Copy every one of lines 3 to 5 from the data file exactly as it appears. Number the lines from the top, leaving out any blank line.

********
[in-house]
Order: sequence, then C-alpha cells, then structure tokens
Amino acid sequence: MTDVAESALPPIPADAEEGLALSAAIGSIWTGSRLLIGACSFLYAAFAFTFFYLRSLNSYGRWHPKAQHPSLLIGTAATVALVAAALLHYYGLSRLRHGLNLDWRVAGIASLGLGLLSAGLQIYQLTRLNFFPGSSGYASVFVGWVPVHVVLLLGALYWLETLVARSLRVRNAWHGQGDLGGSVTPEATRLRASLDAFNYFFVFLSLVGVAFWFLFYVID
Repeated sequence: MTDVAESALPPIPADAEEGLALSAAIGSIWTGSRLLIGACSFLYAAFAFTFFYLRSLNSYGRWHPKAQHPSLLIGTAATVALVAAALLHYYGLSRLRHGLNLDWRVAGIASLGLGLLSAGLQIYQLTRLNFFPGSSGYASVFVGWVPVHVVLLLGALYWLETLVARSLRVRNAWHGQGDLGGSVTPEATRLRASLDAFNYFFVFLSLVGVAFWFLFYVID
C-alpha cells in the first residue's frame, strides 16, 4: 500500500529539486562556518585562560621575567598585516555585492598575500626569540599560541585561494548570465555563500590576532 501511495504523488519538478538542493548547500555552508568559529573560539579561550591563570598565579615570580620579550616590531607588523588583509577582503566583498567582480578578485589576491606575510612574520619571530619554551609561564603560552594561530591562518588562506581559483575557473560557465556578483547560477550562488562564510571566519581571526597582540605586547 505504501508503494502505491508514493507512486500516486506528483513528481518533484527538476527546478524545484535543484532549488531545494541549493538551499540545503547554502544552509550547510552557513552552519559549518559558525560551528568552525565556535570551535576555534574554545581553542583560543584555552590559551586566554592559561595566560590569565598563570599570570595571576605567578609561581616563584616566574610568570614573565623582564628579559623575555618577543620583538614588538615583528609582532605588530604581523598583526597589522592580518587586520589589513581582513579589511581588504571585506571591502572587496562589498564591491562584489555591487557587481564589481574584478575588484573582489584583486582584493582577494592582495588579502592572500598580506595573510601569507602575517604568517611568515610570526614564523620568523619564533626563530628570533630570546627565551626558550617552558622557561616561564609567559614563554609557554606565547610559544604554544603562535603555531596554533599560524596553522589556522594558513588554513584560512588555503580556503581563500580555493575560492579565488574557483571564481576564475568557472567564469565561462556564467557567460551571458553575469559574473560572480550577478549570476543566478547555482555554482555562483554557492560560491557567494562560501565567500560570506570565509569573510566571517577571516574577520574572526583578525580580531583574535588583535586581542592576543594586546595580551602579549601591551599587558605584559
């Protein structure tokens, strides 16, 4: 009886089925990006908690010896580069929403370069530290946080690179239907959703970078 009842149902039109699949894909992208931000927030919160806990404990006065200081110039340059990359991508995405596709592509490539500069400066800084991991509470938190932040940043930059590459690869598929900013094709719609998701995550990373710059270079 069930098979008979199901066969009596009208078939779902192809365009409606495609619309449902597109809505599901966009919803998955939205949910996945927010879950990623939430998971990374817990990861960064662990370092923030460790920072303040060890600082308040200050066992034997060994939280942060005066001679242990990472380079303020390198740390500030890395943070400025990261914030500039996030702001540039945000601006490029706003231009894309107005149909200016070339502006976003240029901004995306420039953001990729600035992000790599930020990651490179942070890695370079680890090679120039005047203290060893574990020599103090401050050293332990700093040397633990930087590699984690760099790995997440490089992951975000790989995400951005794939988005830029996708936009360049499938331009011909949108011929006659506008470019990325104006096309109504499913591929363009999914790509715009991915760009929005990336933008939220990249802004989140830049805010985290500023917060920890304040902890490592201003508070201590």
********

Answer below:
Amino acid sequence: MTDVAESALPPIPADAEEGLALSAAIGSIWTGSRLLIGACSFLYAAFAFTFFYLRSLNSYGRWHPKAQHPSLLIGTAATVALVAAALLHYYGLSRLRHGLNLDWRVAGIASLGLGLLSAGLQIYQLTRLNFFPGSSGYASVFVGWVPVHVVLLLGALYWLETLVARSLRVRNAWHGQGDLGGSVTPEATRLRASLDAFNYFFVFLSLVGVAFWFLFYVID
Repeated sequence: MTDVAESALPPIPADAEEGLALSAAIGSIWTGSRLLIGACSFLYAAFAFTFFYLRSLNSYGRWHPKAQHPSLLIGTAATVALVAAALLHYYGLSRLRHGLNLDWRVAGIASLGLGLLSAGLQIYQLTRLNFFPGSSGYASVFVGWVPVHVVLLLGALYWLETLVARSLRVRNAWHGQGDLGGSVTPEATRLRASLDAFNYFFVFLSLVGVAFWFLFYVID
C-alpha cells in the first residue's frame, strides 16, 4: 500500500529539486562556518585562560621575567598585516555585492598575500626569540599560541585561494548570465555563500590576532 501511495504523488519538478538542493548547500555552508568559529573560539579561550591563570598565579615570580620579550616590531607588523588583509577582503566583498567582480578578485589576491606575510612574520619571530619554551609561564603560552594561530591562518588562506581559483575557473560557465556578483547560477550562488562564510571566519581571526597582540605586547 505504501508503494502505491508514493507512486500516486506528483513528481518533484527538476527546478524545484535543484532549488531545494541549493538551499540545503547554502544552509550547510552557513552552519559549518559558525560551528568552525565556535570551535576555534574554545581553542583560543584555552590559551586566554592559561595566560590569565598563570599570570595571576605567578609561581616563584616566574610568570614573565623582564628579559623575555618577543620583538614588538615583528609582532605588530604581523598583526597589522592580518587586520589589513581582513579589511581588504571585506571591502572587496562589498564591491562584489555591487557587481564589481574584478575588484573582489584583486582584493582577494592582495588579502592572500598580506595573510601569507602575517604568517611568515610570526614564523620568523619564533626563530628570533630570546627565551626558550617552558622557561616561564609567559614563554609557554606565547610559544604554544603562535603555531596554533599560524596553522589556522594558513588554513584560512588555503580556503581563500580555493575560492579565488574557483571564481576564475568557472567564469565561462556564467557567460551571458553575469559574473560572480550577478549570476543566478547555482555554482555562483554557492560560491557567494562560501565567500560570506570565509569573510566571517577571516574577520574572526583578525580580531583574535588583535586581542592576543594586546595580551602579549601591551599587558605584559